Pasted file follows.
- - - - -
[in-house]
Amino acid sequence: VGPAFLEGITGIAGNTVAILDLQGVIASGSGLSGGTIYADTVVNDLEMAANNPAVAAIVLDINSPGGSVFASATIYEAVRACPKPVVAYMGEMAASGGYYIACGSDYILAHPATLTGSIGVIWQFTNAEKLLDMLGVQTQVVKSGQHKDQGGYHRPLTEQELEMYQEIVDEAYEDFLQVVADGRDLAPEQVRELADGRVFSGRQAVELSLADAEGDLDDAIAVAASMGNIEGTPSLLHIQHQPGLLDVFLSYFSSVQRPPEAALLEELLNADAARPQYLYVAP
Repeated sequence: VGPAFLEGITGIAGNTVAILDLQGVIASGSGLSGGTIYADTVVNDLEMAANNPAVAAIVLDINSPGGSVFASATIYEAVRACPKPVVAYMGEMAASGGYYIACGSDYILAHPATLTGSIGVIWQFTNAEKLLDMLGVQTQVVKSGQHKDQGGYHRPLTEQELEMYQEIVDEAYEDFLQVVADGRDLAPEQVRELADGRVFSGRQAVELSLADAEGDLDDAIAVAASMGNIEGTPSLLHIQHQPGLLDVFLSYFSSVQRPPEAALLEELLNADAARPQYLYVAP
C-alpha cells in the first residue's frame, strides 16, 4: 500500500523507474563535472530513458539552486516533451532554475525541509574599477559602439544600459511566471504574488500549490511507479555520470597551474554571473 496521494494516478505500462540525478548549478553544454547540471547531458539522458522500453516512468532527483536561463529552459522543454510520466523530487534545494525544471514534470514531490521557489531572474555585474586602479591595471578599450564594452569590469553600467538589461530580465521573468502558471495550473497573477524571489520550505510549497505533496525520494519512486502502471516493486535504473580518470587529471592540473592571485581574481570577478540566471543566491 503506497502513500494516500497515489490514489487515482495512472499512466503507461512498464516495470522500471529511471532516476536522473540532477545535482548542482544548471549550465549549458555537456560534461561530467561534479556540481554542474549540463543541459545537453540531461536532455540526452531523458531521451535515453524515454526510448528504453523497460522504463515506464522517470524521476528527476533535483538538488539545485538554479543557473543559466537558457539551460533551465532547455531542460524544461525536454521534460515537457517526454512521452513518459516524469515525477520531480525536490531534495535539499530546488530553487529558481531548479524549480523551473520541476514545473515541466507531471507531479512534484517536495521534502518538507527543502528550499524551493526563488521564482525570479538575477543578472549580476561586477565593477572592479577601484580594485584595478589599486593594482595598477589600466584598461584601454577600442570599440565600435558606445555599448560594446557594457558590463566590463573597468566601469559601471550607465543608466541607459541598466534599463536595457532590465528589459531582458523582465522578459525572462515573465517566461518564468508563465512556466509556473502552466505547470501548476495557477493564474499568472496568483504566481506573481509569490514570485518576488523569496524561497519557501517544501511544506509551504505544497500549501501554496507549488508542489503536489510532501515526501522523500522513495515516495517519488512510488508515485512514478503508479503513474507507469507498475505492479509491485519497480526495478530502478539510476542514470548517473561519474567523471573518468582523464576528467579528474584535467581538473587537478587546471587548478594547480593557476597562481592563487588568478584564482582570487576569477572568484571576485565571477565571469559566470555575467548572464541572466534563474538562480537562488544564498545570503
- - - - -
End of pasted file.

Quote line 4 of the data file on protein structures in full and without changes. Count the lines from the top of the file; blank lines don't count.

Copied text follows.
C-alpha cells in the first residue's frame, strides 16, 4: 500500500523507474563535472530513458539552486516533451532554475525541509574599477559602439544600459511566471504574488500549490511507479555520470597551474554571473 496521494494516478505500462540525478548549478553544454547540471547531458539522458522500453516512468532527483536561463529552459522543454510520466523530487534545494525544471514534470514531490521557489531572474555585474586602479591595471578599450564594452569590469553600467538589461530580465521573468502558471495550473497573477524571489520550505510549497505533496525520494519512486502502471516493486535504473580518470587529471592540473592571485581574481570577478540566471543566491 503506497502513500494516500497515489490514489487515482495512472499512466503507461512498464516495470522500471529511471532516476536522473540532477545535482548542482544548471549550465549549458555537456560534461561530467561534479556540481554542474549540463543541459545537453540531461536532455540526452531523458531521451535515453524515454526510448528504453523497460522504463515506464522517470524521476528527476533535483538538488539545485538554479543557473543559466537558457539551460533551465532547455531542460524544461525536454521534460515537457517526454512521452513518459516524469515525477520531480525536490531534495535539499530546488530553487529558481531548479524549480523551473520541476514545473515541466507531471507531479512534484517536495521534502518538507527543502528550499524551493526563488521564482525570479538575477543578472549580476561586477565593477572592479577601484580594485584595478589599486593594482595598477589600466584598461584601454577600442570599440565600435558606445555599448560594446557594457558590463566590463573597468566601469559601471550607465543608466541607459541598466534599463536595457532590465528589459531582458523582465522578459525572462515573465517566461518564468508563465512556466509556473502552466505547470501548476495557477493564474499568472496568483504566481506573481509569490514570485518576488523569496524561497519557501517544501511544506509551504505544497500549501501554496507549488508542489503536489510532501515526501522523500522513495515516495517519488512510488508515485512514478503508479503513474507507469507498475505492479509491485519497480526495478530502478539510476542514470548517473561519474567523471573518468582523464576528467579528474584535467581538473587537478587546471587548478594547480593557476597562481592563487588568478584564482582570487576569477572568484571576485565571477565571469559566470555575467548572464541572466534563474538562480537562488544564498545570503